Internet Service Provider Contact Information

The following are the largest ISP’s that service the Town of Prosper. Please let us know if we need to update this information with updated contact numbers or additional companies by contacting Chuck Springer. All numbers listed here are for customer support.

AT&T – 800-288-2020 
Comcast
– 800-2662278
DirectTV
– 877-653-5405
Grand Communications
– 866-247-2633
Grayson Collin
– 800-867-2887
Spectrum
– 855-707-7328
Speed of Light
– 866-599-7652
Suddenlink –
844-769-2814

What’s that mean?

How fast is high-speed internet?
The Federal Communications Commission (FCC) defines the basic broadband speed at 25 Mbps download/3 Mpbs upload

Commonly Used Terms:
Bandwidth
– the width of the band, the amount of data measured in bits per hertz, a range of radio frequencies used to transmit a signal

Broadband – high-speed internet (these terms are interchangeable)

DSL (Digital Subscriber Line) – it’s the family of technologies that are used to transmit digital data over older copper telephone lines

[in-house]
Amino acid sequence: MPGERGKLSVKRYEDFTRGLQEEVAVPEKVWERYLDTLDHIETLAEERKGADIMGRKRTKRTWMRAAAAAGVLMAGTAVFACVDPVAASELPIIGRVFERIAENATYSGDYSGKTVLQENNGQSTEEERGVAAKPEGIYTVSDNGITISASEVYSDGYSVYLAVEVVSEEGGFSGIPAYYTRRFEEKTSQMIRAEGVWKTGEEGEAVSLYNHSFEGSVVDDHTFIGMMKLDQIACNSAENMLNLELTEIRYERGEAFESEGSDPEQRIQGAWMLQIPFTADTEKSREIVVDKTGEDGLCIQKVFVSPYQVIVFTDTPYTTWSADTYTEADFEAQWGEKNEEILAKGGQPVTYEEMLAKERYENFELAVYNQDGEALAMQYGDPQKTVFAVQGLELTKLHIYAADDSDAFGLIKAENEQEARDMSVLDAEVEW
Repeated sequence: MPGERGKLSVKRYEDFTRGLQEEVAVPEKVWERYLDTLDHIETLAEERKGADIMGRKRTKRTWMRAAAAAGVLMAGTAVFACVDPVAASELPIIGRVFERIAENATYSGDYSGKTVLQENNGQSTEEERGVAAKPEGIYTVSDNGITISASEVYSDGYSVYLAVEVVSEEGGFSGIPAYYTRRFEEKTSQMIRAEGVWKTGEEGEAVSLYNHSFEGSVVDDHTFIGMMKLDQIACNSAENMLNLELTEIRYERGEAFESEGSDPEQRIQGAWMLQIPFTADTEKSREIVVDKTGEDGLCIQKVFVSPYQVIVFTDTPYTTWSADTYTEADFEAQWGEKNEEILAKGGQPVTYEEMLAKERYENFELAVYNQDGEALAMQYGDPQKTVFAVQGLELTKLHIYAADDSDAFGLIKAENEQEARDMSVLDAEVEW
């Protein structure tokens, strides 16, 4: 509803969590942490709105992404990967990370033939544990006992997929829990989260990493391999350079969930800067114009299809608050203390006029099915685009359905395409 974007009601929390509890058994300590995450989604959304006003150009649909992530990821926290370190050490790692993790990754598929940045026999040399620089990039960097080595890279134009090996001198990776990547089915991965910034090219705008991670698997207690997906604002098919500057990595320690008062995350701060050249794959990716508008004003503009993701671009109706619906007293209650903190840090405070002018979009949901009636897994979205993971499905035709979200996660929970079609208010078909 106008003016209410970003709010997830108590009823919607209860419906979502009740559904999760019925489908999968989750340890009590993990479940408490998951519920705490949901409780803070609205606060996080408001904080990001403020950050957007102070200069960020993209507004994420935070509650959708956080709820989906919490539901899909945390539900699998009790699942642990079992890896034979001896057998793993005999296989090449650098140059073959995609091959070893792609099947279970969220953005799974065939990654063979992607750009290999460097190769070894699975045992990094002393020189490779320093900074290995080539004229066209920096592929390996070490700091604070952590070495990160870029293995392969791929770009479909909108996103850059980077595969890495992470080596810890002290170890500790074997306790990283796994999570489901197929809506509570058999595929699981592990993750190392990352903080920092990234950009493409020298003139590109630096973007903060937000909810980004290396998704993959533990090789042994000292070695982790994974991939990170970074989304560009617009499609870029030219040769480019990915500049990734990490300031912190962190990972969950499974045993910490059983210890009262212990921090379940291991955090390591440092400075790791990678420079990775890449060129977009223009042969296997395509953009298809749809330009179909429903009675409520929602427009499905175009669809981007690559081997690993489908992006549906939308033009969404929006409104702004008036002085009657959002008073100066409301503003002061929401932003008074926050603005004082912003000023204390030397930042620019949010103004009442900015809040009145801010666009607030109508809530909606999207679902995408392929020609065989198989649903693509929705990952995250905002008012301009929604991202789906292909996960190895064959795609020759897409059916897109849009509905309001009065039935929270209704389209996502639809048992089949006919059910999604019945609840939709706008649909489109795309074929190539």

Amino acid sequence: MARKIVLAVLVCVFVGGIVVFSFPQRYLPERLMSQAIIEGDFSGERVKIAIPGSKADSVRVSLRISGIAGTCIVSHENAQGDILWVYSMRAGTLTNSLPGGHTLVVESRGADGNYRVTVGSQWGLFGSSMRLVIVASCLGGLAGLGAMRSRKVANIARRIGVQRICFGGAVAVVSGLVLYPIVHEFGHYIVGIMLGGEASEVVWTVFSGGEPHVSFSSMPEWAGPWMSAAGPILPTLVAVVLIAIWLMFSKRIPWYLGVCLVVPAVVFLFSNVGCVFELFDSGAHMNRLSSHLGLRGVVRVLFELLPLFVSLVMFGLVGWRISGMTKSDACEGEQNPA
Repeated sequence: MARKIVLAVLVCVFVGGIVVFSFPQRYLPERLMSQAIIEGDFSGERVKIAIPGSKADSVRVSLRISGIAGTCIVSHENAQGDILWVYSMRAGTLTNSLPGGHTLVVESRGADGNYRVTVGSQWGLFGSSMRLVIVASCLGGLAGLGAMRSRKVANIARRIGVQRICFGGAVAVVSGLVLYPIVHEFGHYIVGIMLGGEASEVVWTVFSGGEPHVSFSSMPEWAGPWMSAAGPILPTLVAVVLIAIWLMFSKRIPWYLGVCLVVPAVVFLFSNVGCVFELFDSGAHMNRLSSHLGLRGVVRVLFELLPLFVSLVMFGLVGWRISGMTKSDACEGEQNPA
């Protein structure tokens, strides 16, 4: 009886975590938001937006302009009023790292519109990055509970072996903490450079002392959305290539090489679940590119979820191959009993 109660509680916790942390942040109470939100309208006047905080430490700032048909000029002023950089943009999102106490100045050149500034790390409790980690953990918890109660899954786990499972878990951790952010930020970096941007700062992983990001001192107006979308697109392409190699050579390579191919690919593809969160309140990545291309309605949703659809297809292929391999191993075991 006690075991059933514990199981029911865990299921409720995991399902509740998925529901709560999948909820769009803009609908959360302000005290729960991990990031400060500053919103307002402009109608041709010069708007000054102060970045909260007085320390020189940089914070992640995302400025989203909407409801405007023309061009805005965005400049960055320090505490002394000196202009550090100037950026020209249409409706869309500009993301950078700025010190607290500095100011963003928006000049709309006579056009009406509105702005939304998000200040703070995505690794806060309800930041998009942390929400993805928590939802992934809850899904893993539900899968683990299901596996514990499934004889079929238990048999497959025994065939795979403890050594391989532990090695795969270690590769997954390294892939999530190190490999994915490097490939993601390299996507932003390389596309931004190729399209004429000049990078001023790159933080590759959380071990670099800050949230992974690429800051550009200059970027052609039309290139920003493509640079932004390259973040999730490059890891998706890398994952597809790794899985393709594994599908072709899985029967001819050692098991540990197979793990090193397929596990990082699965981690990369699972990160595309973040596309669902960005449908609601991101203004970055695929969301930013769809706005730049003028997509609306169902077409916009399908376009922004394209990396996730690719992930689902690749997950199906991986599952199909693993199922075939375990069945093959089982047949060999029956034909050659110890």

Ethernet Cable – a commonly used category 5 or 6 cable, consisting of 8 copper wires, used as part of wired network

Gigabit – one gigabit is 1,000 megabits

Gbps – gigabits per second

ISP – Internet Service Provider

LAN (Local Area Network) – a group of computers and peripheral devices that share a common communications line or wireless link

Modem – this device connects directly to the internet

Mbps – stands for “megabits per second”; it’s the amount of data that can be transferred within one second and is most commonly used to quantify internet speeds

Router – this “routes” the internet signal to computers and devices in your home

Wi-Fi – a wireless networking technology that uses radio waves to provide wireless network connectivity

Got slow speeds, or worse — no internet connection at all?

Before you pick up a phone, try these simple tips and tricks from former internet service provider/current problem solver, Chip Spann, and the Town of Prosper’s tech expert and IT whiz, Leigh Johnson.  These tips may help get you back onto the information superhighway in a flash.

How Things Work… and Why They Sometimes Don’t

No Connection, No Problem

The number one fix for internet issues.
More often than not, the problem can be corrected by “power cycling” your devices. Start by unplugging the power from your broadband modem, waiting about 60 seconds, and then plugging it back in. If this doesn’t work, continue the process with your wired or wireless router and then your desktop or laptop computer.